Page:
by Brian Snyder
- “…in the wealthier parts of the world, the fixation with constant economic growth has become destabilizing, producing vast inequalities and putting the natural world out of balance.”
- “Then ‘God’ became redundant and disappeared.
Labor Day, like other holidays of remembrance, is an opportunity to reflect on the past and critically consider the future. Our memory ought to include the foot soldiers of the labor movement, from the 10,000 coal miners who fought in the Battle of Blair Mountain to the steel workers who duked it out with the Pinkertons at Homestead mill. We owe our rights as workers to the bitter struggles of many who preceded us.
By Herman Daly
The economic process is not a mechanical analog that can be run forward and backward, nor a circular process that can return to any previous state. Rather it is an irreversible and irrevocable process moving in the direction of time’s arrow of increasing entropy . Finitude and entropy guarantee that the economic life of our species will be a journey of no return. Therefore even a stationary economy, in the classical sense of constant population and constant capital stock, is ultimately a journey of no return, because the metabolic throughput of matter and energy required to maintain constant stocks of people and physical capital, in the face of depreciation and death, is an entropic flow from ever less concentrated sources to ever filling sinks – and both sources and sinks are finite.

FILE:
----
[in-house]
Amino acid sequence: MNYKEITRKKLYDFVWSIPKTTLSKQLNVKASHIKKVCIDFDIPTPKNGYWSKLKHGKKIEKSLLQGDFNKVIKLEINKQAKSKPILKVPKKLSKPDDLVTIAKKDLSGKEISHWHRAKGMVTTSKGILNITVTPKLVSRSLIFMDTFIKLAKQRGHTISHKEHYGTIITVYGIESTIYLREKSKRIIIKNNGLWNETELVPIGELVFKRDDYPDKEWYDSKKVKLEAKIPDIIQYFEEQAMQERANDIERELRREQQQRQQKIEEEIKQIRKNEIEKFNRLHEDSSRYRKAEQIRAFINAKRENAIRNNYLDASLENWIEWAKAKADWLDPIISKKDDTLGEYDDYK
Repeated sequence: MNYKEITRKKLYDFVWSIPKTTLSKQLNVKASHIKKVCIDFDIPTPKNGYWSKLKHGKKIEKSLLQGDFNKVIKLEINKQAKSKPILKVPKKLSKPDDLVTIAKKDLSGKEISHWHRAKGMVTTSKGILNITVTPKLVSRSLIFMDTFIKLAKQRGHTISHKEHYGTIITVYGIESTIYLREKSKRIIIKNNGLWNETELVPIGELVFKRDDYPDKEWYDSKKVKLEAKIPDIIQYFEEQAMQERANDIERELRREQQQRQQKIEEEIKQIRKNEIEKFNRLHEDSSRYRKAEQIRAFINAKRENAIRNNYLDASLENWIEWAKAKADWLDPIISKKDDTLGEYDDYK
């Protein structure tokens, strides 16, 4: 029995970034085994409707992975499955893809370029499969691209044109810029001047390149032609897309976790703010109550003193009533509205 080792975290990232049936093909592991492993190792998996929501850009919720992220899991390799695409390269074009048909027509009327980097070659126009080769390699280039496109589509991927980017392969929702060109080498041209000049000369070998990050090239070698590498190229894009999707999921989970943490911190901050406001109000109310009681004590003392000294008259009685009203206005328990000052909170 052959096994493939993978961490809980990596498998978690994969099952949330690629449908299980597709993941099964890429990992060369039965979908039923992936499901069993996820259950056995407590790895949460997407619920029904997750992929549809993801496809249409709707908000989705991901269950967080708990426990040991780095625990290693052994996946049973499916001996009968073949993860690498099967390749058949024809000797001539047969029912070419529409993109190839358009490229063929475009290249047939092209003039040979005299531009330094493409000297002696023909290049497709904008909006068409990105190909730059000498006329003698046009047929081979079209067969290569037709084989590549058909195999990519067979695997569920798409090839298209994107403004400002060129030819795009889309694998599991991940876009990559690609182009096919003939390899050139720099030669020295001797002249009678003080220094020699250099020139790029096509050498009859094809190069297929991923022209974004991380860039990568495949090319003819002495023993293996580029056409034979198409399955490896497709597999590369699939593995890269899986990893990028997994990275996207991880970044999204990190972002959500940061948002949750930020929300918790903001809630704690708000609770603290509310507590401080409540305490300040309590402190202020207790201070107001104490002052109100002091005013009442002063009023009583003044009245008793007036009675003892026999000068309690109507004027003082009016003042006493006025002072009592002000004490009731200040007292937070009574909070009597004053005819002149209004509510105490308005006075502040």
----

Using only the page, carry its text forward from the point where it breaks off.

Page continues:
By Herman Daly
Historically, the U.S. is undeniably a country of immigrants. But why is this uncontested fact so repeatedly emphasized? Might the unremitting celebration of immigration as a policy (as opposed to the celebration of particular immigrants as people) obscure a dark side of our immigration history?
Economists are good at making specious arguments in favor of infinite growth. Herman Daly is good at debunking them.
You can always count on Herman Daly to ask the critical questions: “How did this nonsense come into economics?”
Herman Daly elaborates on the economics of Henry George — reckoning with resources, redistributing rents, and a supplying a sane strategy for serving people and planet.